Sunday, January 30, 2011
As I've been focusing this past week on reading, spelling and writing and feeling a bit of the sting from comparing my kids' progress in these areas to others their age (I should know better!!), I was glad to find the following section in Vol. 6 today. It reminded me to 'major on the majors'. In this quote, CM is quoting Alexander Paterson who is condemning "the schools for the rapidity with which their best boys run to seed."
The syllabus was designed to leave a boy at fourteen with a thoroughly sound and practical knowledge of reading, writing and arithmetic and with such grounding in English, geography and history, as may enable him to read a newspaper or give a vote with some idea of what he is doing. But these are all subsidiary to teaching the three 'R's' which between them occupy more than half the twenty-four hours of teaching in the week. It is certain that the present object in view is dispiriting to master and boy alike for a knowledge of reading, writing and arithmetic is no education and no training but merely the elementary condition of further knowledge. In many schools the boy is labouring on with these mere rudiments for two or more years after all reasonable requirements have been satisfied.
The intelligent visitor looking at the note-books of an average class will be amazed at the high standard of the neatness and accuracy but he will find the excellence of a very visible order. The handwriting is admirable, sixteen boys out of thirty can write compositions without a flaw in grammar or spelling. Yet it will occur to him that the powers of voluntary thought and reason, of spontaneous enquiry and imagination; have not been stirred. This very perfection of form makes him suspicious as to the fundamental principles of our State curriculum.
In Public Schools boys are not trained to be lawyers, or parsons, or doctors, but to be men. If they have learned to work systematically and think independently they are then fit to be trained for such life and profession as taste or necessity may dictate. But at our Elementary Schools we seem to aim at producing a nation of clerks for it is only to a clerk that this perfection of writing and spelling is a necessary training.
Is he talking about schools in London in the early 1900s or is he talking about our Public schools today?!
This reminded me of a story I'd read years ago in John Maxwell's book Developing the Leader Within: (For those of you who may not know, my husband and I were hot and heavy in the Amway business for years and read several of Maxwell's books during that time.)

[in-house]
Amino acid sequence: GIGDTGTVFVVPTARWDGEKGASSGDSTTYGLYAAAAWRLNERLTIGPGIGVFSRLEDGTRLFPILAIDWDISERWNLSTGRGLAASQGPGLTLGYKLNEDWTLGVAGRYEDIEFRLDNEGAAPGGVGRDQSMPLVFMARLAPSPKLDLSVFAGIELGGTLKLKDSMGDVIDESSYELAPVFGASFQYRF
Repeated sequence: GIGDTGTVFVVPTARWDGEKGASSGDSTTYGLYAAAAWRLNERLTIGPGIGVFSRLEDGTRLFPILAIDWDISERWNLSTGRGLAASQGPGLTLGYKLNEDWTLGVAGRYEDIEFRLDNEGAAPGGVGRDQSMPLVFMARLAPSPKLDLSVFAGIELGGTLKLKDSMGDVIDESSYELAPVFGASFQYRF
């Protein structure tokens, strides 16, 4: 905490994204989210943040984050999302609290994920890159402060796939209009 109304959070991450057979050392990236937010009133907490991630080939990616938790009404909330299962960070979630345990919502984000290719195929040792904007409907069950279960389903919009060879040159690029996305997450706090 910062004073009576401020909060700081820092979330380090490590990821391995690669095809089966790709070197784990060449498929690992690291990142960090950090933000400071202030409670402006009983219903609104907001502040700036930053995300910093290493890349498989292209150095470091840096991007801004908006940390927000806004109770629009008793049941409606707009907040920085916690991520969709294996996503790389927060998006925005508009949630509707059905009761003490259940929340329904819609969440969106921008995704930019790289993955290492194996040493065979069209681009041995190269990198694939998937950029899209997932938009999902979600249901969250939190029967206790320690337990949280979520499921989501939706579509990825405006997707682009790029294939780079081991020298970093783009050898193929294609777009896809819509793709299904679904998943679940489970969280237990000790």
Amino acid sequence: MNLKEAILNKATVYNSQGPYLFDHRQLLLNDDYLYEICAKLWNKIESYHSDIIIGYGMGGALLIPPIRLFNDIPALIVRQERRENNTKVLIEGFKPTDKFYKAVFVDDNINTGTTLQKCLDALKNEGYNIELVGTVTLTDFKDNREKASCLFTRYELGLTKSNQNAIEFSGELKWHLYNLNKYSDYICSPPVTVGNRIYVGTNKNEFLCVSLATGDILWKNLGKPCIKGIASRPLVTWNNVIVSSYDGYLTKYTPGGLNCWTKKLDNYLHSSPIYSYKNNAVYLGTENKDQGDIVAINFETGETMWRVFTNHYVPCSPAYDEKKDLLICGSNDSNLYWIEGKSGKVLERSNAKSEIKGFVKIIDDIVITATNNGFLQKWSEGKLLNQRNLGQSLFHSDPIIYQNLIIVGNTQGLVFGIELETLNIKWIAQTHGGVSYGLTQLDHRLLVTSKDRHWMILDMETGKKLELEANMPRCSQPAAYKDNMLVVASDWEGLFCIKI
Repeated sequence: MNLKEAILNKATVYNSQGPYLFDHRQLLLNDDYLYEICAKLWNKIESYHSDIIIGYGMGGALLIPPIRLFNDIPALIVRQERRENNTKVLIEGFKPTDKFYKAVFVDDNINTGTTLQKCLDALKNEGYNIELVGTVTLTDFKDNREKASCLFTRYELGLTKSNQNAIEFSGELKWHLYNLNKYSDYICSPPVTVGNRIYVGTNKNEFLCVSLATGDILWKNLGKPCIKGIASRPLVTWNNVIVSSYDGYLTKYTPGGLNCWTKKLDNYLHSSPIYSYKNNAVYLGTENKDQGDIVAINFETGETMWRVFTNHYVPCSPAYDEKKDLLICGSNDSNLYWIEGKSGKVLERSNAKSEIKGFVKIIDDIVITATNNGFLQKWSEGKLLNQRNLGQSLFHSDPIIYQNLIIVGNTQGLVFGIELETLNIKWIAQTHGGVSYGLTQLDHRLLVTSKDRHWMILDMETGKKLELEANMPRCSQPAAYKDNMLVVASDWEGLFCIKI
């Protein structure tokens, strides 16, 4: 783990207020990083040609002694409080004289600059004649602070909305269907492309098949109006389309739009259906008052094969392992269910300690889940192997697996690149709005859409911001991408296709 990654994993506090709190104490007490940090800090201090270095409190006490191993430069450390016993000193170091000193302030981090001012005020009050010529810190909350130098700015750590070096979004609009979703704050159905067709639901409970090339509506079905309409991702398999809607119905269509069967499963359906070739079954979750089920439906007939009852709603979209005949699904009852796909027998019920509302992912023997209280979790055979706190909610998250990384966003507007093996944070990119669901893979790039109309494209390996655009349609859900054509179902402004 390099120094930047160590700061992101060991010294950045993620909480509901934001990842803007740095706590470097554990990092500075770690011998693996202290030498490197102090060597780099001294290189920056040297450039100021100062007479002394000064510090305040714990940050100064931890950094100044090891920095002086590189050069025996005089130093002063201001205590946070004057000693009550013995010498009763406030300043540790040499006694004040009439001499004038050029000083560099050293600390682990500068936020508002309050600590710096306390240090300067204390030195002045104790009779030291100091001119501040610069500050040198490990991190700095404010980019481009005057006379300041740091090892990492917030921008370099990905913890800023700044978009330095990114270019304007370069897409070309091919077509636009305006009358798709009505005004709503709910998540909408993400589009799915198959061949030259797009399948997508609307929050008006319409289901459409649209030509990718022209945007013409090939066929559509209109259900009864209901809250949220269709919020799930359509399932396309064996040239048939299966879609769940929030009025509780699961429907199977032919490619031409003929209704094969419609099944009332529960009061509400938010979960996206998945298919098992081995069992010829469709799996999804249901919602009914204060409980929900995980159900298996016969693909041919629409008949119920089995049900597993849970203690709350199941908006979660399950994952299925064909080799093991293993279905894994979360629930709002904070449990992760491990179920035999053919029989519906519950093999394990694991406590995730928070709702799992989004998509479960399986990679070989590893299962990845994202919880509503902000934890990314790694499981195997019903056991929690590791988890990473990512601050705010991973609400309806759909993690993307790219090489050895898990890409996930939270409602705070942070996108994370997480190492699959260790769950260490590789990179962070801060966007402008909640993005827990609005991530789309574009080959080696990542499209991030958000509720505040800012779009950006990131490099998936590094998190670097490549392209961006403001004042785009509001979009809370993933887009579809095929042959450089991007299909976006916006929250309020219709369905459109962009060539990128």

Here's how Maxwell tells the story:
One of my favorite stories is about a newly hired traveling salesman who sent his first sales report to the home office. It stunned the brass in the sales department because it was obvious that the new salesman was ignorant! This is what he wrote: "I seen this outfit which they ain't never bot a dim's worth of nothin from us and I sole them some goods. I'm now goin to Chicawgo."
Before the man could be given the heave-ho by the sales manager, along came this letter from Chicago: "I cum hear and sole them haff a millyon."
Fearful if he did, and afraid if he didn't fire the ignorant salesman, the sales manager dumped the problem in the lap of the president. The following morning, the ivory-towered sales department members were amazed to see posted on the bulletin board above the two letters written by the ignorant salesman this memo from the president: "We ben spendin two much time trying to spel instead of trying to sel. Let's watch those sails. I want everybody should read these letters from Gooch who is on the rode doin a grate job for us and you should go out and do like he done."
Maxwell goes on to say that surely they would have preferred someone who could sell and spell, but in any case, it's a silly story to remind us to keep things in perspective. And like Door in the Wall (YR2 free read) it also reminds us that our limitations are not necessarily closed doors.